2 August, 2010
Vegan Brunch at the Pinhook (Downtown Durham) *DISCONTINUED*Posted in : Restaurants on by : The Gourmez
Close to a year ago now, the Pinhook, a downtown Durham rock venue, started hosting vegan brunches on the first Sundays of the month. Chef Shirle was the cook for these relaxed dining events back then, but the cooking was transferred over to the Fiction Kitchen a few months ago. I’d been hearing about the brunches since they first started, and being someone who never minds when meat goes missing from a meal, I wanted to check them out. The stars finally aligned this past weekend. The first thing I learned:
This is a popular event! I got to the Pinhook at almost 12:30 and the line was about halfway down the block. It went slowly, though the wait was definitely hastened by chatting with a couple of regulars at the monthly events and an out-of-towner who’d driven from High Point to attend. Only about 10 more people were able to get in after I did, and then the food was out. So if you’re interested in checking out the next one, make sure to get there early!
After paying my $7 at the door, I moved right over to the sheet-covered pool table where Caroline and Siobhan, Fiction Kitchen’s owners and chefs, were serving up the grub. On the menu were a summer squash gratin with creamy béchamel, crepes with asparagus and pea and mint puree, and roasted tomato ragout. The price included a portion of all three options and either coffee or tea. Seating was a free-for-all with people lounging all over the Pinhook’s couches and chairs as well as sitting on the stage and a few tables outside.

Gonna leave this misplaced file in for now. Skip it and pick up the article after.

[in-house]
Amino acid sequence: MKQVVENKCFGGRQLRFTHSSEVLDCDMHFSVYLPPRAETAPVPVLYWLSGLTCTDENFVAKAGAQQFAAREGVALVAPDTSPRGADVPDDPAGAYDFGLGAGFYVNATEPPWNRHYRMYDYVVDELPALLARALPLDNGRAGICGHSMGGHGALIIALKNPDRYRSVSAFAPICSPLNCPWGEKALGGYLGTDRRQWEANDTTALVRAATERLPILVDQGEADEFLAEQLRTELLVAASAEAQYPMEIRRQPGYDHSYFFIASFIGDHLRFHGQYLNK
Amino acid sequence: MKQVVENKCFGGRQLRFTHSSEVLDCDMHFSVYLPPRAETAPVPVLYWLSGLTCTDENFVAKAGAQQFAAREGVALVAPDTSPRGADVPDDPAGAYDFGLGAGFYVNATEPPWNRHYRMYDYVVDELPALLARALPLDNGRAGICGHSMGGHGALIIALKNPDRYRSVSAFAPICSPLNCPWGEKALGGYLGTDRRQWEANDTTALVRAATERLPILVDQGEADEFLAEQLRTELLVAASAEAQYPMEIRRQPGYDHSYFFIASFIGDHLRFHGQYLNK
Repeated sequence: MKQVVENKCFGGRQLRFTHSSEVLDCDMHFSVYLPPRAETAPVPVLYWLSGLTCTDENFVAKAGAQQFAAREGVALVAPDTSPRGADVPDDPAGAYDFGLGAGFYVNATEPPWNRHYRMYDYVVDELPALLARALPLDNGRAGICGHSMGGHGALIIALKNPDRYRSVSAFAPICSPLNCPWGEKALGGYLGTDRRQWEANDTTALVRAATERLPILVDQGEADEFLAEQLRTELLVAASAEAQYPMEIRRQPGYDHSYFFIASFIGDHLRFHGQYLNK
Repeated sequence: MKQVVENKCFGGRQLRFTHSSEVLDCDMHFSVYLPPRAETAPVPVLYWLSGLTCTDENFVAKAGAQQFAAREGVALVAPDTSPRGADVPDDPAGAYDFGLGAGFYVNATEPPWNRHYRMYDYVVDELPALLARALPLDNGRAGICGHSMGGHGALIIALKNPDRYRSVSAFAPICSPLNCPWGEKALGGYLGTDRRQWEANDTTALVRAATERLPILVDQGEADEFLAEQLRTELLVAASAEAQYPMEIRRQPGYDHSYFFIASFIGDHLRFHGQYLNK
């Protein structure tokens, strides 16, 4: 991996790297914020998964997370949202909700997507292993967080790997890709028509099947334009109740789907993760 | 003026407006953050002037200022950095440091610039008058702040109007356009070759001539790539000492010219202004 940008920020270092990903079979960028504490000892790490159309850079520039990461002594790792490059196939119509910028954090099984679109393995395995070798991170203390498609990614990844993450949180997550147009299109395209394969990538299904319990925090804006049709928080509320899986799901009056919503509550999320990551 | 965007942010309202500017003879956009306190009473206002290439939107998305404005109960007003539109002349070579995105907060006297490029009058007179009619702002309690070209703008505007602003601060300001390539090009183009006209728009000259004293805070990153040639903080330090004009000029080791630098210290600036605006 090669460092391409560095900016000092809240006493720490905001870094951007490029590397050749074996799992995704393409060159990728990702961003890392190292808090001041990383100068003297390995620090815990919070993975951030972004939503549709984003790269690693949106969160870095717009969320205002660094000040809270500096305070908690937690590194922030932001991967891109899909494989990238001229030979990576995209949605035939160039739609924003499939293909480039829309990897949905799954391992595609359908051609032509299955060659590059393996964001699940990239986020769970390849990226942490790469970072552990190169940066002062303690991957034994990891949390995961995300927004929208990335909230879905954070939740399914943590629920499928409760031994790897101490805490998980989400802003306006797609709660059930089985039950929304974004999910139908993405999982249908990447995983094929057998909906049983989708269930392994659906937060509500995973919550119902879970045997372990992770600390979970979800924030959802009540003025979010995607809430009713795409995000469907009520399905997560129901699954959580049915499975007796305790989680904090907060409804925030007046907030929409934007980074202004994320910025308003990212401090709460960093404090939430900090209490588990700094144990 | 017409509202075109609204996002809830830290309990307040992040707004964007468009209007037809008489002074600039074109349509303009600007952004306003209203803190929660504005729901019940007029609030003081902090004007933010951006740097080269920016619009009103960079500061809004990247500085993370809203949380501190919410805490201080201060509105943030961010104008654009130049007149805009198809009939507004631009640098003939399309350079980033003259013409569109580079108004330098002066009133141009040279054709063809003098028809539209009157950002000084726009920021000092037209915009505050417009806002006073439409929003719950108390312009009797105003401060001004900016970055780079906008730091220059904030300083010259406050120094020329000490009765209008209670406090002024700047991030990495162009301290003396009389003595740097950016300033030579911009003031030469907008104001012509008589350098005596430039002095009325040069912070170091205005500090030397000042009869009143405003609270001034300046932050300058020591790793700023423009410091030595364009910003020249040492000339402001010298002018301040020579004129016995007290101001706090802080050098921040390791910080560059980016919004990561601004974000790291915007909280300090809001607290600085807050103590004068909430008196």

The Pinhook also had a bartender on staff if you wanted a Bloody Mary ($7) or Versailles ($6) to go with your brunch. I must say, that was the strangest Bloody Mary I’ve ever had. It was really thick and had some sort of unusual flavor that wasn’t to my liking. I want to say it was olive juice, but I’m hoping someone from the Pinhook will find this blog and jump in with the right mystery ingredient. It was moderately spicy.
What about that food, you say?
I liked the crepes the best and thought their texture was pretty good, even without eggs to fluff them up. Caroline said they hadn’t come out quite like she wanted, but with the pea and mint puree to kick up the flavor, I thought they were tasty. The squash in the squash gratin was definitely overcooked but managed to taste bright and sweet anyhow. The ragout was fine, too, but I don’t think I’d go back just on the basis of the food offered—and since the menu changes each time, this month’s okay meal could easily be a fantastic one the next time. But the real reason to go to the monthly brunch is for the vibe: a homemade meal with a bunch of mostly late twenty- to early fortysomething Durhamites (and some out-of-towners and fifty- to sixtysomethings, too) with similar food philosophies getting together. Not being a vegan, I can’t quite imagine how exciting it is to find an opportunity to eat out with a menu solely designed to fit your culinary needs, and from the line and the smiles of the crowd, I’d say that it has definitely created a sense of community among the vegan and vegetarian folks around here. Everyone seemed happy to be there to support the effort to provide a vegan option for eating out, if only once a month.
Have you been and would you agree? How was the food at other brunches? Caroline is toying with the idea of “crab” cakes and creamed corn for the next one.